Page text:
An NCAA rule that allows colleges to provide student-athletes with unlimited meals and snacks went into effect last week.
By this time next year, Division I athletes might be able to eat more, practice less and receive additional money beyond their scholarship.
College sports are about to change in a profound way.
A landmark proposal expected to pass Thursday could result in a sea change that provides more benefits to student-athletes and more control of governance to power conferences.
The NCAA’s board of directors will vote on a proposal that gives the five major conferences — the so-called “Power 5” — autonomy in making decisions that benefit athletes. The measure is expected to pass, clearing the way for significant reform to the NCAA’s traditional model that is widely viewed as antiquated in the booming business of college athletics.
“If you like what you see in intercollegiate athletics right now,” Big 12 Commissioner Bob Bowlsby said, “you’re going to be disappointed when the change comes, because it’s coming.”
The vote on autonomy for the Power 5 — the ACC, SEC, Big Ten, Big 12 and Pac-12 — represents a historic moment in a debate that has gained momentum in recent years: How should athletes be rewarded as mega-contracts for telecast rights pump hundreds of millions of dollars into college sports?
The NCAA has 346 Division I members of vastly different size and financial means. The Power 5 has sought autonomy to make rules that fit their needs and ability to offer athletes more benefits. The Power 5 threatened to break away from the NCAA and form its own division, but the autonomy proposal gives those 65 schools more flexibility in creating rules.
At the top of their wish list is a full-cost scholarship, which provides athletes money in addition to room, board and tuition. The full-cost scholarship likely would give athletes $2,000 to $5,000 annually for spending money.
Pac-12 presidents released a letter that outlined other possible proposals, including increased medical and insurance benefits, guaranteed scholarships for four years and decreased time demands during the season.
The Power 5 has until Oct. 1 to submit a list of proposals that could be adopted in January.
“I do anticipate that [the list] will capture the autonomy issues that are important to us for assisting our student-athlete in the 21st century in a way that makes sense,” Big Ten Commissioner Jim Delany said.
The autonomy vote comes at a time of turmoil for the NCAA. The governing body faces different lawsuits related to compensation for athletes. Northwestern football players are attempting to unionize. The NCAA recently settled a $75 million concussion lawsuit. And Bowlsby, the top Big 12 official, blasted the NCAA’s rules enforcement office for showing a lack of oversight.
“It’s not an understatement to say that cheating pays,” he said.
Now, the NCAA’s structure will be transformed with the Power 5 set to gain autonomy. Bowlsby supports the legislation but worries that it could bring unintended consequences such as the elimination of men’s nonrevenue sports as schools institute full-cost scholarships and other benefits.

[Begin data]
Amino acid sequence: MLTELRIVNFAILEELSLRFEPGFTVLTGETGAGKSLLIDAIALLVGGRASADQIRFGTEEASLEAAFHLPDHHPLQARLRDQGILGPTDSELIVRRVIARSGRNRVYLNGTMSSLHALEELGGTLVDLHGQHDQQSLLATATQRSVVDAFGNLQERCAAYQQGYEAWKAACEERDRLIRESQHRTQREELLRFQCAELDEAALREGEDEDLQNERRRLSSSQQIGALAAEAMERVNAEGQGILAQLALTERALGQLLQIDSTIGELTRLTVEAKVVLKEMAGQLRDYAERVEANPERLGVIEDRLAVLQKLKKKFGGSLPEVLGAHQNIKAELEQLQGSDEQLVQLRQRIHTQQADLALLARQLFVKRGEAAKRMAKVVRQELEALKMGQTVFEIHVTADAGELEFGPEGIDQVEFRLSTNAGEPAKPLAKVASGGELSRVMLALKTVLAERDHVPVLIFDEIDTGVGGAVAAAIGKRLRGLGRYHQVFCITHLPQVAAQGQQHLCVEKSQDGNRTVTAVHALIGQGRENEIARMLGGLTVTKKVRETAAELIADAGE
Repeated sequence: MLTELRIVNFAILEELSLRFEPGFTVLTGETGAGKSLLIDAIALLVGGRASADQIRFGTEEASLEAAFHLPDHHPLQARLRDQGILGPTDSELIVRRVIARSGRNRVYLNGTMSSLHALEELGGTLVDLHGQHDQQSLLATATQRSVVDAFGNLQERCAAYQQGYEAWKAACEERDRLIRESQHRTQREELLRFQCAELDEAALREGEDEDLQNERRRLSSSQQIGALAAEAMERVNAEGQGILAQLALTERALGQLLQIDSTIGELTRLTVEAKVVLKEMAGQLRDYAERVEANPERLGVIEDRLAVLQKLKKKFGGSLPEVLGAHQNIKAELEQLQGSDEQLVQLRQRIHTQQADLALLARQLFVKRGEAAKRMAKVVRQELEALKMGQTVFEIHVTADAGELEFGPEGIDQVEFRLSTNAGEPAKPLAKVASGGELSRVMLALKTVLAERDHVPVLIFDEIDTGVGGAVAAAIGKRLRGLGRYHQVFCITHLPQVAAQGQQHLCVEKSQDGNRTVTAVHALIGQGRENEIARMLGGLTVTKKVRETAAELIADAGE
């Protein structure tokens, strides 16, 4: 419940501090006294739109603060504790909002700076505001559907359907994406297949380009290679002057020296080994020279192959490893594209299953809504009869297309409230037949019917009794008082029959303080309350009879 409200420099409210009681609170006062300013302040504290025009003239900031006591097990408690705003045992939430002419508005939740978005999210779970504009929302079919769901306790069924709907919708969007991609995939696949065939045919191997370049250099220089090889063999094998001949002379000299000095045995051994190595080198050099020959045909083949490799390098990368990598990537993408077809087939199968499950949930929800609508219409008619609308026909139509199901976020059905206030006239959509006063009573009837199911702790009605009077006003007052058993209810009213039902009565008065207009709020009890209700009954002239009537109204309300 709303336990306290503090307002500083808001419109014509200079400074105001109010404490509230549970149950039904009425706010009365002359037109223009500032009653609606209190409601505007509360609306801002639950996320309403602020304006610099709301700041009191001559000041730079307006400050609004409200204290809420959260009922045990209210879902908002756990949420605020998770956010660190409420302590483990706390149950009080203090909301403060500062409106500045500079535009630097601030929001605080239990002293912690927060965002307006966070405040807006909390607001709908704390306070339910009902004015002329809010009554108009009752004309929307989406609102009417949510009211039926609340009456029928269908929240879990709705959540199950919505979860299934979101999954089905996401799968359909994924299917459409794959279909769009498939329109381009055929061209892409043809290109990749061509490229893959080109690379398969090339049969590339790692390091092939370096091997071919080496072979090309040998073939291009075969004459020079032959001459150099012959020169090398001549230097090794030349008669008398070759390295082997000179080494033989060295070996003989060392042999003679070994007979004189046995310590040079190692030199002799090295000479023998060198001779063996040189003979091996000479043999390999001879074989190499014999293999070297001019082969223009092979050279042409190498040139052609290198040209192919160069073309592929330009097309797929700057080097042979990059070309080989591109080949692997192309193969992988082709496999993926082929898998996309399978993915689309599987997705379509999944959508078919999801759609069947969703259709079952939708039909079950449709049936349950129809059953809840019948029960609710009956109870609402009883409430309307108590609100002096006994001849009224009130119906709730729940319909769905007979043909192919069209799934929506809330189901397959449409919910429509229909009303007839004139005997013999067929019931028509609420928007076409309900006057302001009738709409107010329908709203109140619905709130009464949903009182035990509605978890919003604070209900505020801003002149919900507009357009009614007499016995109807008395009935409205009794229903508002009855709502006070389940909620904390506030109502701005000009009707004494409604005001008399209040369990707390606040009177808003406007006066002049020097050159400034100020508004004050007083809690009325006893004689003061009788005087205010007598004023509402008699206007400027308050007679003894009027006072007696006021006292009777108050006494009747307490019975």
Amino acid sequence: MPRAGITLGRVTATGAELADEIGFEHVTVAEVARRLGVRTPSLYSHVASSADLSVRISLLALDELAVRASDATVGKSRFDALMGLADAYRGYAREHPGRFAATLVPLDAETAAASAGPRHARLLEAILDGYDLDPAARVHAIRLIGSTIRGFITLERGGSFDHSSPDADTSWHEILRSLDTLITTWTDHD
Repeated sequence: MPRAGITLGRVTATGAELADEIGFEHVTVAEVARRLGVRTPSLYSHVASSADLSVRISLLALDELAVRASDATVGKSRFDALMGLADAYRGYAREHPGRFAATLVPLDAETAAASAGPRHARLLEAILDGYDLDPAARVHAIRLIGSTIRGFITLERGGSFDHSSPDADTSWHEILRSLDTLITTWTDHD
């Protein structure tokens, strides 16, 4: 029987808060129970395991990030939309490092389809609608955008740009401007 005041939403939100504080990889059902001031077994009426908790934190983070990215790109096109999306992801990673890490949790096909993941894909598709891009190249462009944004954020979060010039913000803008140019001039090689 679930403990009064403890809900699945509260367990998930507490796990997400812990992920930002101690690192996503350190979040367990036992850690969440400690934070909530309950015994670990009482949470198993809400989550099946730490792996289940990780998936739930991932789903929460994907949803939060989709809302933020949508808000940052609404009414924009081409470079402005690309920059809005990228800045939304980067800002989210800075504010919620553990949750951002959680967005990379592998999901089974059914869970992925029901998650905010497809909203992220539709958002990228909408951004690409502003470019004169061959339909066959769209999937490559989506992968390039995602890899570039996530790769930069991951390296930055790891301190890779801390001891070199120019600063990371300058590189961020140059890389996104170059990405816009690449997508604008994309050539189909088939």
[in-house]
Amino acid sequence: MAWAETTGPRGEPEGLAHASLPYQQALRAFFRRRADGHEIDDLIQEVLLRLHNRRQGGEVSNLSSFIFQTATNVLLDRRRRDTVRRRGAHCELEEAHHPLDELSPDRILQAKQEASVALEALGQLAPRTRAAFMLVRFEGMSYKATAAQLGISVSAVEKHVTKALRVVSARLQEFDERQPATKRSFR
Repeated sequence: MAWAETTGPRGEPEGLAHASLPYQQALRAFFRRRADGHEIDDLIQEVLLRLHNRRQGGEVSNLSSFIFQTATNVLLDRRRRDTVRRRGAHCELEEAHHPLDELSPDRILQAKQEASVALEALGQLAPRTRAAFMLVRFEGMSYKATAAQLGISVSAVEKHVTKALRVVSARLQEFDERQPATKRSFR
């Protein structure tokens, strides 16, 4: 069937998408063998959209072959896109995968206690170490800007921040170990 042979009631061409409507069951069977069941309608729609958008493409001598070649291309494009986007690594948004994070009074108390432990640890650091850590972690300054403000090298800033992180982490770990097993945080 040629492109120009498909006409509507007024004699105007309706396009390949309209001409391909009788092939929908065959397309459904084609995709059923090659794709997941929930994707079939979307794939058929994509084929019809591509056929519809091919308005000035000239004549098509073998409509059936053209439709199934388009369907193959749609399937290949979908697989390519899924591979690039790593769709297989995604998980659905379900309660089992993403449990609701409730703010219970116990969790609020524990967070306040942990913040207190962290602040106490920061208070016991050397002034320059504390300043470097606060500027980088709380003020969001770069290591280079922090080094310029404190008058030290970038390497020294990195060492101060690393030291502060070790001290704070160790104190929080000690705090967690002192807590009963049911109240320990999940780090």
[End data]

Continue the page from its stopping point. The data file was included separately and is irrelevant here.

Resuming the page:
“There may be tension among and between sports on campus and institutions that have different resources,” he said.
Bowlsby noted that athletes in football and basketball don’t necessarily work harder than other sports but “they just happen to have the blessing of an adoring public,” he said.
The legislation also could create a larger divide between the Power 5 and everyone else. Smaller schools fear that full-cost scholarships will put them at a disadvantage in recruiting because they can’t afford those additional finances.
Akron athletic director Tom Wistrcill has been on both sides of that line. He previously worked as a senior associate athletic director for the Gophers and now he oversees a department that is outside the Power 5.
Wistrcill said he’s not as “afraid” of the changes as others in his shoes, but he acknowledged the challenges in trying to keep up with the Power 5. A full-cost scholarship would cost an additional $680,000 annually for his department, which might be unrealistic with a $25 million budget that’s funded 75 percent by the university.
However, Akron won the men’s soccer national championship in 2010 and competes against the top Division I programs in recruiting. Wistrcill said that puts his program in a tough spot if it doesn’t offer similar benefits. Schools outside the Power 5 can adopt similar measures if they so choose.
“If we’re going to compete nationally in those sports, we need to provide the full grant-in-aid, ” Wistrcill said. “Every school is going to have to make a decision on what they can afford.”
Whatever challenges arise from autonomy for power conferences and more benefits for athletes, leaders in college athletics realized status quo was no longer an acceptable option.
“We are not deaf to the din of discontent across collegiate athletics that has dominated the news, ” SEC Commissioner Mike Slive said. “In the words of former President Dwight David Eisenhower, I quote, ‘Neither a wise man nor a brave man lies down on the tracks of history to wait for the train of the future to run over him.’ ”